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Is six feet of social distance enough? Doctors and research suggest it may not be

Ever since COVID-19 became a threat to our daily lives health officials have followed the "six foot rule" for social distancing, but is it enough?

MINNEAPOLIS — You've probably heard this repeatedly, when it comes to social distancing, you should stay at least six feet from others to protect yourself from coronavirus.

But is the six-foot rule enough?

Some people have interpreted the rule to mean that you can still get together in large groups as long as everyone is six feet away from each other.

Doctors say that’s not a good idea.

“Six feet is kind of a general recommendation,” Dr. James Miner says.

Miner is the chair of emergency medicine at the Hennepin County Medical Center.

He says the six-foot rule is only an educated guess.

It’s the world’s top health officials estimate for how far the coronavirus may be able to travel in the air, but he says doctors are still learning new things about the virus every day.

“I don’t think anyone knows enough about this virus yet to say how long it’s going to persist in every situation,” Dr. Miner says.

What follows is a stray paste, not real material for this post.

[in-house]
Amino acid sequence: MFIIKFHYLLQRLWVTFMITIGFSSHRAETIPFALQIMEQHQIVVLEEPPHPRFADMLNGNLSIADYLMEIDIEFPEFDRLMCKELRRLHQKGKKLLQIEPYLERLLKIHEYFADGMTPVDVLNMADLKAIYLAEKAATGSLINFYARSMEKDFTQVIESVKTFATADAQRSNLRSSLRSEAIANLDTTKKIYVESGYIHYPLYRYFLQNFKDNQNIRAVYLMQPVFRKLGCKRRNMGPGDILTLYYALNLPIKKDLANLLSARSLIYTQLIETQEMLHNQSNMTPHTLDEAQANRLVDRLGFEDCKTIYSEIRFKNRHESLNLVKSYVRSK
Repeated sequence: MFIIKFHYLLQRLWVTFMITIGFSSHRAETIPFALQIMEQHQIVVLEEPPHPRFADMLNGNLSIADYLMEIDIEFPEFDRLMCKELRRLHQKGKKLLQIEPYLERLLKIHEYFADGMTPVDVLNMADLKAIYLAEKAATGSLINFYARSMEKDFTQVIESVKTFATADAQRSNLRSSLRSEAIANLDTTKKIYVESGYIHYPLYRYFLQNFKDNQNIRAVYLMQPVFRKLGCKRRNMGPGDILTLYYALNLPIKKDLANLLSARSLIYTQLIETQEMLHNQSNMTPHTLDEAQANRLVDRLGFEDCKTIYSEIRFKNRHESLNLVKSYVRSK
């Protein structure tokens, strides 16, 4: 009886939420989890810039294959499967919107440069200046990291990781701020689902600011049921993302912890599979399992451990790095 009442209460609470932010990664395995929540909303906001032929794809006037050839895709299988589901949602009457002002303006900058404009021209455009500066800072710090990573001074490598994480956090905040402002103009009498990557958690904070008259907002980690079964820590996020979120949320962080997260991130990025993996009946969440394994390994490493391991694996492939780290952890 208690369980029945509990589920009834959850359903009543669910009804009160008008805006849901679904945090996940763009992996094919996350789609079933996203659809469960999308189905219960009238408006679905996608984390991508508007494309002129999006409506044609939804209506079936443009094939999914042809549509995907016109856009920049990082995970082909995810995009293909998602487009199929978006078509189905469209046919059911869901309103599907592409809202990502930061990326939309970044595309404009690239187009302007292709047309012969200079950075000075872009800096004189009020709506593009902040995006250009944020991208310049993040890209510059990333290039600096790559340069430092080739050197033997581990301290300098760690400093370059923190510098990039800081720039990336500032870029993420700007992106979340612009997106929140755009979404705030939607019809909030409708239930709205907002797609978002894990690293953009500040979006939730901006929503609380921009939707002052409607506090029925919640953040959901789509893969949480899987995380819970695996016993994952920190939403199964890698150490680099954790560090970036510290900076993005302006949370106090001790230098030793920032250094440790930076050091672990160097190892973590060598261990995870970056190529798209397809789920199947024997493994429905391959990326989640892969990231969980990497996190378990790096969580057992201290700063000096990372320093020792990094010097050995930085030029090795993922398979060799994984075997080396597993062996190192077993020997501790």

Recently there has been some disagreement about whether the six-foot rule is truly accurate.

New research out of MIT suggests the coronavirus may be able to travel up to 27-feet in the air.

MIT associate professor Lydia Bourouiba has spent years researching how particles in coughs and sneezes travel in the air.

Her study was published in the Journal of American Medical Association last week and it shows a study that suggests exhalations, sneezes and coughs, could create gaseous clouds that can travel up to 27 feet.

Bourouiba states in her study that she doesn’t know whether these measurements can apply to the coronavirus itself, but the study suggests that more research is needed to better understand how the virus spreads.

Dr. Miner isn’t sure whether the coronavirus could truly travel further than six feet.

But with the limited amount of research that’s available he says it’s certainly a possibility.

“That’s always going to be a theoretical risk, but frankly the risk of getting this virus from a surface is so much higher than the aerosolized risk.”

Dr. Miner says the virus can live on a surface for several hours, even days.

So, even if a group of people keeps their distance, it's very likely several people could touch the same surface, even hours apart from each other, and still spread the virus.

"The likelihood of you touching a spot someone else touched, and accidentally touching your face before you get a chance to wash your hands goes up the more people are around you," Dr. Miner says.

That's why Dr. Miner says getting together in large groups, even outside, still isn't a good idea right now.

On Tuesday, Governor Tim Walz mentioned his office is still getting reports of big crowds despite his stay at home order last week.

He's encouraging people to keep social distancing in mind even with the Easter and Passover holidays coming up where people may be tempted to bend the rules to be closer with family.

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